- Member’s Report
- Partners’ Responsibilities Statement
- Independent Auditor’s Report
- Limited Liability Partnership Balance Sheet
- Limited Liability Partnership Profit & Loss Account
- Notes to the Financial Statements
LLP’S PARTNERS’ REPORT
The Partners present their ………..st/rd Annual Report on the affairs of the LLP together with the Auditor’s Report and Financial Statements for the Financial Year ended 31st March, …….
XYZ ……….. LLP is a Limited Liability Partnership, registered & incorporated in India under the Limited Liability Partnership Act, 2008, on ………. Day of …….., ……Year
List of Partners’ names, and who are designated as partners, is available for inspection at our registered office: ……………………………….. which is also the principal place of business of XYZ…………… LLP. Further details, and copies of the Auditor’s Report and Financial Statements, can be obtained in the normal working hours from the registered office of XYZ……………. LLP.
XYZ ………….. LLP is principally engaged in the Buisness of …………………………..
REVIEW OF THE BUSINESS AND FUTURE DEVELOPMENTS[VS1]
The LLP’s business plan is to continue to invest and grow in in the Real Estate Sector particular in its existing locations and key sectors while retaining appropriate profitability. The results for the year are set out and annexed as well as furnished in our Audited Financial Statements. The Partners regard the results and future prospects to be satisfactory.
If one looks at the trend in economic growth, it is seen that gross value added in the economy has been slowing down with 7.9% in 2015-16, 6.6% in 2016-17 and just 5.6% in Q1 of 2017-18. On the same lines, industrial capacity utilization as well as industrial production has been slipping. Not only this, fiscal deficit and interest rates have also been declining. While all this was happening, demonetization and GST came along with added to disruption of economy.
Post demonetization in 2016 which resulted in return of 99 percent of the banned currency notes, Indian GDP growth has recorded a three year low @ 5.7% in first quarter of financial year 2016-17. Apart from demonetization, it is understood that uncertainty over GST roll out in Q1 and related de-stocking, holding back plans by manufacturers and wait & watch policy adopted by large consuming masses, it has so happened. During the same period in financial year 2016-17, GDP growth was 7.9%. This is due to industrial performance.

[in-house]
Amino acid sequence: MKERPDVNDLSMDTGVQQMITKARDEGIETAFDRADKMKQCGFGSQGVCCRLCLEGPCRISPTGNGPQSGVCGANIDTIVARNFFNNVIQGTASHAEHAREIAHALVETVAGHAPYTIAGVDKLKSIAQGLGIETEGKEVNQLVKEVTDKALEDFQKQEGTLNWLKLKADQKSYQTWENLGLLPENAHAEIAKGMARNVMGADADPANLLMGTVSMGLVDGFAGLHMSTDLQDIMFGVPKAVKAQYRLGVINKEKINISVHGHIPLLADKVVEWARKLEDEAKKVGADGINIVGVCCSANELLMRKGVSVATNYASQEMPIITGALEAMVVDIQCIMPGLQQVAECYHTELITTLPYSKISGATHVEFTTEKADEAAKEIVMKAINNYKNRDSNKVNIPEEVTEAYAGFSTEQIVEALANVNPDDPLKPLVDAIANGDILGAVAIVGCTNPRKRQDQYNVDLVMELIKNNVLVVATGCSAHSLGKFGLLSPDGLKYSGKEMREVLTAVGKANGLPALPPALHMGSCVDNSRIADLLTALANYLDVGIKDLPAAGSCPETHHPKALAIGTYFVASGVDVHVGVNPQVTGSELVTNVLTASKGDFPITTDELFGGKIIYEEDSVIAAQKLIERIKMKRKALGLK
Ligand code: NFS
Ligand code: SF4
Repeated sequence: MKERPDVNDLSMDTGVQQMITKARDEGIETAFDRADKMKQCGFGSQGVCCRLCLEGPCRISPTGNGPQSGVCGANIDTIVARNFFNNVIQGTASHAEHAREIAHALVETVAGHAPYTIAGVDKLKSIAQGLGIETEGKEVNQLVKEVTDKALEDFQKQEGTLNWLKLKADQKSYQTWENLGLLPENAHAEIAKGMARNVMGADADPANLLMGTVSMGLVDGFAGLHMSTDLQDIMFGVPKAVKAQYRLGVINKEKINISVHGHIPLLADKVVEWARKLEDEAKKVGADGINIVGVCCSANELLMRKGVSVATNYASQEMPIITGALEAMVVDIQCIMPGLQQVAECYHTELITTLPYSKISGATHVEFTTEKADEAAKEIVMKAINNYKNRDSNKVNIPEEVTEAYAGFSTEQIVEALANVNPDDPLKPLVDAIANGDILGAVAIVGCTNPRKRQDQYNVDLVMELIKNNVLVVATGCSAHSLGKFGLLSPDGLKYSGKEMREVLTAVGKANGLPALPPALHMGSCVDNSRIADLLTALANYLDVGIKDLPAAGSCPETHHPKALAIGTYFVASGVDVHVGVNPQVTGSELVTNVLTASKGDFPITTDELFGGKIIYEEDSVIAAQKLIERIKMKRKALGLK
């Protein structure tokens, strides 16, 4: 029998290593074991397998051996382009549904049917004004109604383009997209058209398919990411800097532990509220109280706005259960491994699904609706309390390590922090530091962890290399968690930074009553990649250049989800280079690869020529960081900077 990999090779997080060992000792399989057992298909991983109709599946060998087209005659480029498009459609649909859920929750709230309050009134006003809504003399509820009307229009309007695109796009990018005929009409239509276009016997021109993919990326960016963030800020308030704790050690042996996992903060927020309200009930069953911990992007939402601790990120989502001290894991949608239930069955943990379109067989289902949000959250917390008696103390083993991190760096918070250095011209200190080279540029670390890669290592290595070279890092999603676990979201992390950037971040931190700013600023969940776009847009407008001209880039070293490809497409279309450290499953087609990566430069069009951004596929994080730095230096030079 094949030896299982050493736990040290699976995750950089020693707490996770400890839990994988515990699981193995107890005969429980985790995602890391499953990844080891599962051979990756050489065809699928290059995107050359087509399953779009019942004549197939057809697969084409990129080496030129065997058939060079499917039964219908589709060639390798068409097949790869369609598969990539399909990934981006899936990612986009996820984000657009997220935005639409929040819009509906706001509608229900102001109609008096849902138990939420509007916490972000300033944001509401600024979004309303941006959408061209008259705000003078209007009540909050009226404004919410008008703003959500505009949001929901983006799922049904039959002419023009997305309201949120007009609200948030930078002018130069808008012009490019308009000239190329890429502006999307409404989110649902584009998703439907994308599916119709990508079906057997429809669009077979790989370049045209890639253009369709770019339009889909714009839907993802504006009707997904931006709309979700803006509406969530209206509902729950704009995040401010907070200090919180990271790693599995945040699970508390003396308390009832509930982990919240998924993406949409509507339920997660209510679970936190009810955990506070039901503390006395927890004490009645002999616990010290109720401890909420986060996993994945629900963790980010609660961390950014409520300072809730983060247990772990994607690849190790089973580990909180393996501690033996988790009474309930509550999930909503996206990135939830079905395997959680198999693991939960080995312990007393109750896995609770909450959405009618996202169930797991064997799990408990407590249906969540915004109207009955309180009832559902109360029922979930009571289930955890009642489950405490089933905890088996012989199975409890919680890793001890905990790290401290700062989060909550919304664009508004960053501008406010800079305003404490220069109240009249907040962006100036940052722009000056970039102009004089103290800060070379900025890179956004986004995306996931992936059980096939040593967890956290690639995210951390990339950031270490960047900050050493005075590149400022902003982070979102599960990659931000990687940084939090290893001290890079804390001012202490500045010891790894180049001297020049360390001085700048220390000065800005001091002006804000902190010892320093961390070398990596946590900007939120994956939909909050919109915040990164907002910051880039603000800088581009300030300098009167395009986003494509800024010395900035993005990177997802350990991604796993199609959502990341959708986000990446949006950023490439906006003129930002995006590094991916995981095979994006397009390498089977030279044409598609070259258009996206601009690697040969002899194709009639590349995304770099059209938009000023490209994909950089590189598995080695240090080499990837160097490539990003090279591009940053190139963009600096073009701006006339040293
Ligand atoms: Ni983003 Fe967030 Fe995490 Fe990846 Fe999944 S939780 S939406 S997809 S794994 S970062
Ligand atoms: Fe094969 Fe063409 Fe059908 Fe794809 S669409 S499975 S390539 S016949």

Post GST, what will be the trend? It is too early to predict or comment on Q2 performance but if recent indirect tax collection for July 2017 (first month of GST) is any indications, the figure should be much higher than 5.9%. Tax collection alone cannot indicate economic growth and as such Government should also not be happy with increased tax collection. However, it would be wrong to say that it may be a trend, as just one-month tax figures cannot be said to setting up of trend. Sales in current Q2 would be higher owing to dealers and manufactures being compelled to clear old stocks as on 30th June, 2017, including various sales schemes used.
Government should make all out efforts to ensure flexible and easy GST Compliances (which presently is not) and also ensure that we do not land up in a pool of confusions and mess-up getting created by too frequent changes or amendments in tax procedures which only indicates bad foresight and planning. This is important as we need to allow businesses to do business rather than being busy with mere compliances. Today compliances are taking a toll on everything else.
The benefits of GST in terms of lower cost and input tax credit will start get translating in next 1-2 months, besides the transitional issues which may not be there after next quarter on wards.
Hoping that everything will be better- GST compliances, industrial output, consumption and of course, Tax Governance.